The early Christian Nabatean church in Subeita, on the spice road that leads from Petra to Gaza through Bir Saba (Beer Sheva), displays syncretic Christian and Arabian religious symbols in which the cross replaces the goddess Manat.

Tamim al-Dari, the bishop of Beit Jibreen, learned of Prophet Mohammad and led a delegation to meet with him in Medina where he converted to Islam, kept the Prophet’s company (sahaba), and learned al-Qur’an by heart to become one of the hafadhat al-Qur’an. He participated in the final codification and writing down of al-Qur’an. He stayed on in Mecca until the murder of Caliph Othman (June 17, 656), after which he returned to his hometown Beit Jibreen in Palestine that by then had become a Muslim city. His tomb remains a sanctuary, maqam, on the outskirts of Beit Jibreen.

The Palestinian Lakhmid tribe, from which my family’s founding ancestor descends, together with other tribes formed the Edomite Dynasty that reached its zenith in the age of the Edomite King Herod, born in Ashqelon, barely 37 kilometers from Beit Jibreen. Trained and educated in Rome, handsome, charismatic, witty, and shrewd, Herod rose to great power and glory and was favored by Rome. Eager to win the favor of everyone, he built cities in the name of the Caesar (Caesarea), the temple in Jerusalem for the Hasmoneans, and the temple in Hebron for the Edomites, his fellow people. The Edomites’ temple, now Abraham’s mosque,  remains the only intact Herodian structure in Palestine. Originally it was built as a rectangular stone enclosure rising to the height of seven meters of finely chiseled masonry. The Edomite temple walls formed a sacred fence, الحرم , for the pantheon of Edomite deities – of which Qaus, قوس , was the supreme god – which separated the sacred space from the profane. The fenced-in, walled, open-air courtyard included masseboth (standing holy stones) and sacrificial altars built on flat, rocky outcrop atop a double cave that would have included a bamoth, holy of holies, where the sacred figure of the god is kept alongside the sanctuary of Abraham and his family. The ancient Semitic cult of ancestral veneration and worship, which survives until now among nomadic Arabs, testifies to the lineage of the Edomites as descendants from Duma who is one of the sons of Ishmael. Despite the vicissitudes of history, the Edomites continued to pray alongside both Christians and Jews until the fourth century, both at Mamre (the house of Abraham) and in their sanctuary, as attested by the complaint of Helena, mother of Constantine, against their pagan rites!

The apse of St. Anne Cathedral where Tamim ben Aws al-Dary was bishop before he met Prophet Mohammad in Medina and converted to Islam. Although the Herodian Dynasty was forced to convert to Judaism, the rest of the Edomites had remained pagan yet willingly converted to Christianity; two Edomite Christians from the Bani Lakhm tribe attended the Ecumenical Councils in both Nicaea and Constantinople.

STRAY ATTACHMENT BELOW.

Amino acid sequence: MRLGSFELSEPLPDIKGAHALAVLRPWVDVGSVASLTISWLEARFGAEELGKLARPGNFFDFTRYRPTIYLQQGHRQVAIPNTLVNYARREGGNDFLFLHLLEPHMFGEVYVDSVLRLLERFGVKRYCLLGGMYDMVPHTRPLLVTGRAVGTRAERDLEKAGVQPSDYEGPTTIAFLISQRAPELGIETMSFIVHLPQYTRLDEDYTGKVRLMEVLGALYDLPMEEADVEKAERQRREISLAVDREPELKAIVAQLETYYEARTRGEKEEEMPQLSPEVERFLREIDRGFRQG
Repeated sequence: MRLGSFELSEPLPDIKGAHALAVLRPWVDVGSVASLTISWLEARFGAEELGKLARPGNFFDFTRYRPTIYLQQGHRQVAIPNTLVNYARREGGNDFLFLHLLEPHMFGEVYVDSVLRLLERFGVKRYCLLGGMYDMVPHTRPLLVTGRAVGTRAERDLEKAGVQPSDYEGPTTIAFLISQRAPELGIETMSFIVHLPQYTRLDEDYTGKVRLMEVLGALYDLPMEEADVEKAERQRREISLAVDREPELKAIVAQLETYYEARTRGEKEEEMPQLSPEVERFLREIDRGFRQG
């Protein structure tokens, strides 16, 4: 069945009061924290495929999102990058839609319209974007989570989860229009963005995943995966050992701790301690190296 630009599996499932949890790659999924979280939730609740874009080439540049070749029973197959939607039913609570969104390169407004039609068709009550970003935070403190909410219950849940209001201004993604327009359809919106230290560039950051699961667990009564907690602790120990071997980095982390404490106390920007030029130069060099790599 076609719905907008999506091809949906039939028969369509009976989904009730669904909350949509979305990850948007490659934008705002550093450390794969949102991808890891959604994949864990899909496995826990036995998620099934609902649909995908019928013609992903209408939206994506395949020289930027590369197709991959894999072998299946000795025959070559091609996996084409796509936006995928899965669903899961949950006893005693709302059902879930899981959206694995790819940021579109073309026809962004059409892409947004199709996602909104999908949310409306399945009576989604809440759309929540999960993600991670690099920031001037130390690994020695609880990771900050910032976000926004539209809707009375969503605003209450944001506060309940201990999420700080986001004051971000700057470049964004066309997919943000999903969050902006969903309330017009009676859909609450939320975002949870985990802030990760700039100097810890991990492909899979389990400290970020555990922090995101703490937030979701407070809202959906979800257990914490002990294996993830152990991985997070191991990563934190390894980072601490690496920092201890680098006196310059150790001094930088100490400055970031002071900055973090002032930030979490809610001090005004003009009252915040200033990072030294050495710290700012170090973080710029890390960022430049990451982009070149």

Ibn Katheer, the Arab historian, writes that the seventh generation removed of Tamim al-Dary’s forefathers, when they were Edomites and before they converted to Christianity, were the custodians of the pantheon of the Edomite deities in Hebron, hence the honorific epithet al-Dary, after the Semitic word deir دير, which denotes pantheon. In Hebron, the neighborhood next to Abraham’s mosque is still known as the quarter of Bani Dar, where the offspring of Tamim al-Dary live and remain beneficiaries of his massive endowments.

Historical revisionism is structurally woven into biblical historiography, augmented by the Jewish historian Josephus whose narratives codify the Semitic nomadic tribes as disjointed, disjunctive nations indifferent to tribal genealogical lineages. The biblical account adopts an outsider’s etic approach in contrast to Arabic emic historiography that provides an insider’s insight into tribal genealogies. In Arabic historiography, the ancient Semitic nomadic tribes are ascribed their genealogical position and status by tracing their descent from either Qahtan or Adnan, who are considered the southern and northern primordial ancestors of the Semitic peoples. According to this tribal history, Ishmael and Isaac are considered the forerunners of the tribes that bifurcate into Arabs and Hebrews. Ishmael is recognized as the first to speak Arabic, which he learned in his youth in Mecca, and as such is the father of the Arab tribes.

Ethnographic fieldwork reveals a tapestry of life that has witnessed continued adaptations of the various peoples who have settled in Palestine. Traces of biblical significance, details of ethnographic interest, and vestiges of historical value keep prodding to provide insights that reveal the ethnic diversity that underlies the rich tapestry into which Palestinian culture has woven its unique identity throughout the past five millennia. The primordial mythos of the land is inextricably bound to the traditional relationship of Palestinian peasants to their ancestral land, as reflected in the agricultural cycle, the settlement pattern, the cave cities, the perception and use of space, the shrines and sanctuaries, and the diverse dialects.

Qaus, Qaws, the god of rain and fertility, was the chief god of the Edomites, equivalent to Baal in Ugaritic sacred scripture.